gir·dle | ˈgər-dᵊl
The outer edge or periphery of a fashioned stone, the portion that is usually grasped by the setting or mounting, the dividing line between the crown and pavilion, or the rim or edge of the diamond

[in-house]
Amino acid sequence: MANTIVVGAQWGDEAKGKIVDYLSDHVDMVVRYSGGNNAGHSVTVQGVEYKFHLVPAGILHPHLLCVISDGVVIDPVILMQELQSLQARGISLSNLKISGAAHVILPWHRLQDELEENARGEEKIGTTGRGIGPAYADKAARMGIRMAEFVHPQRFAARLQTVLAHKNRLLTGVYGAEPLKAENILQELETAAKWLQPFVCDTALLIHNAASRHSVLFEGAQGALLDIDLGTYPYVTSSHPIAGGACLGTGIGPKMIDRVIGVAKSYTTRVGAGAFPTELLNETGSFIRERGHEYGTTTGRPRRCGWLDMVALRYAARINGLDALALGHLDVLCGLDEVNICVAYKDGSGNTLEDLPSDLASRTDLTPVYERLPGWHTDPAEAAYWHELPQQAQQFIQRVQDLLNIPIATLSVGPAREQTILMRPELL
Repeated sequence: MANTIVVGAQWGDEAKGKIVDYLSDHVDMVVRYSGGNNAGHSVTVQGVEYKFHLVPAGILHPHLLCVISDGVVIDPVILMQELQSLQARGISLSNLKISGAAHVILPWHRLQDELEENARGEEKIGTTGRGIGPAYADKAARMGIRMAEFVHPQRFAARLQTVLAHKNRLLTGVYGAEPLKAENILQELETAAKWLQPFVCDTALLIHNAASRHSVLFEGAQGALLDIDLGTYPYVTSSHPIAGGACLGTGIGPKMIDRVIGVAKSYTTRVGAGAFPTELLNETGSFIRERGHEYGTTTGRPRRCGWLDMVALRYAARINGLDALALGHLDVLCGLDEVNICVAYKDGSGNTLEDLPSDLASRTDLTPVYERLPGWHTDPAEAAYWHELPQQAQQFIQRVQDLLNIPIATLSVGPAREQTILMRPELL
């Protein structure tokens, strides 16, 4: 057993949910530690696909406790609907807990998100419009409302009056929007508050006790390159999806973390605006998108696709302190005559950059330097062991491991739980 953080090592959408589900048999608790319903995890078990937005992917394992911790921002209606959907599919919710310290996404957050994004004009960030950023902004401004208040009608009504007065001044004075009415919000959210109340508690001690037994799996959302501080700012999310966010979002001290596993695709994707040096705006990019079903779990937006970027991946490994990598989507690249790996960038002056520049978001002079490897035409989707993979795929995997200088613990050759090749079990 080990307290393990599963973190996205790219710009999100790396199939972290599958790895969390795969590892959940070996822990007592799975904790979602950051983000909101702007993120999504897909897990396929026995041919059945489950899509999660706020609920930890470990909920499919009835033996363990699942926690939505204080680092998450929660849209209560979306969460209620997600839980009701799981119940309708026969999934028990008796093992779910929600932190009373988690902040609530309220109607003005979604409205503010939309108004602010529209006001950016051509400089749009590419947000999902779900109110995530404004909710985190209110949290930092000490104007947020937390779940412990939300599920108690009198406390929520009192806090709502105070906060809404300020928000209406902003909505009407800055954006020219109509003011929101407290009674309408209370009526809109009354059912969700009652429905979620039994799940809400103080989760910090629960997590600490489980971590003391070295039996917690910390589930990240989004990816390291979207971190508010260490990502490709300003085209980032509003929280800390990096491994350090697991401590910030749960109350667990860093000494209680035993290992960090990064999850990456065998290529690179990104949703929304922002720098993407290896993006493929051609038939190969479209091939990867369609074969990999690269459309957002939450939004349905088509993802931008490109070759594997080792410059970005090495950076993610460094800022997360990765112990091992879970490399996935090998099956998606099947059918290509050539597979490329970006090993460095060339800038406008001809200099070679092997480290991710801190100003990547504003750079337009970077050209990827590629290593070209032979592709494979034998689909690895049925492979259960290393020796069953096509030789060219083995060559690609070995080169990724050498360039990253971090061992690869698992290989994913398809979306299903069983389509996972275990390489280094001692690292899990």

The girdle is the outer edge or band of a faceted stone. It is the largest diameter of the stone, and is typically the portion of the stone that is held by the setting or mounting of a piece of jewelry. The girdle serves as the dividing line between the pavilion and crown. While the girdle is most commonly used for the setting, it varies depending on the cut of the diamond and the setting of the piece. The girdle is crucial to the care of the diamond. If it is too thin there is a chance of chipping in the stone, and if it is too thick, the stone may look smaller from the top than it should based on its size and weight. An overly thick girdle can also impact the brilliance of a diamond.